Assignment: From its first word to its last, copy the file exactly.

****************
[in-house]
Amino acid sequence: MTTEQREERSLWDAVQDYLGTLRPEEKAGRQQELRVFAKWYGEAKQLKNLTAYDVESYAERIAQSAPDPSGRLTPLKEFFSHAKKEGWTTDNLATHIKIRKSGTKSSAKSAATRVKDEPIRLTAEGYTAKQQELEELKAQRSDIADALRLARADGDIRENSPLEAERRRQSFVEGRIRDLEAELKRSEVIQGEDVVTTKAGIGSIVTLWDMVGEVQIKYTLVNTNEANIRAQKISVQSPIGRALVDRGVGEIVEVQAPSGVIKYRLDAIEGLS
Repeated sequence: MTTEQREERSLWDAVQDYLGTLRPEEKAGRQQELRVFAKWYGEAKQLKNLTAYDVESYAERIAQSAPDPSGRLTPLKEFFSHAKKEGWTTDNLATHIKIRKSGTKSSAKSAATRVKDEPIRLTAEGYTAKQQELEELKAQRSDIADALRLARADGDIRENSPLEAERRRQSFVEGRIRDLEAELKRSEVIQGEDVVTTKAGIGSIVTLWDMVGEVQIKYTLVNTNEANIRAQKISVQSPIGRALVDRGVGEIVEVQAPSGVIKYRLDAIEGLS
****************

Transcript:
[in-house]
Amino acid sequence: MTTEQREERSLWDAVQDYLGTLRPEEKAGRQQELRVFAKWYGEAKQLKNLTAYDVESYAERIAQSAPDPSGRLTPLKEFFSHAKKEGWTTDNLATHIKIRKSGTKSSAKSAATRVKDEPIRLTAEGYTAKQQELEELKAQRSDIADALRLARADGDIRENSPLEAERRRQSFVEGRIRDLEAELKRSEVIQGEDVVTTKAGIGSIVTLWDMVGEVQIKYTLVNTNEANIRAQKISVQSPIGRALVDRGVGEIVEVQAPSGVIKYRLDAIEGLS
Repeated sequence: MTTEQREERSLWDAVQDYLGTLRPEEKAGRQQELRVFAKWYGEAKQLKNLTAYDVESYAERIAQSAPDPSGRLTPLKEFFSHAKKEGWTTDNLATHIKIRKSGTKSSAKSAATRVKDEPIRLTAEGYTAKQQELEELKAQRSDIADALRLARADGDIRENSPLEAERRRQSFVEGRIRDLEAELKRSEVIQGEDVVTTKAGIGSIVTLWDMVGEVQIKYTLVNTNEANIRAQKISVQSPIGRALVDRGVGEIVEVQAPSGVIKYRLDAIEGLS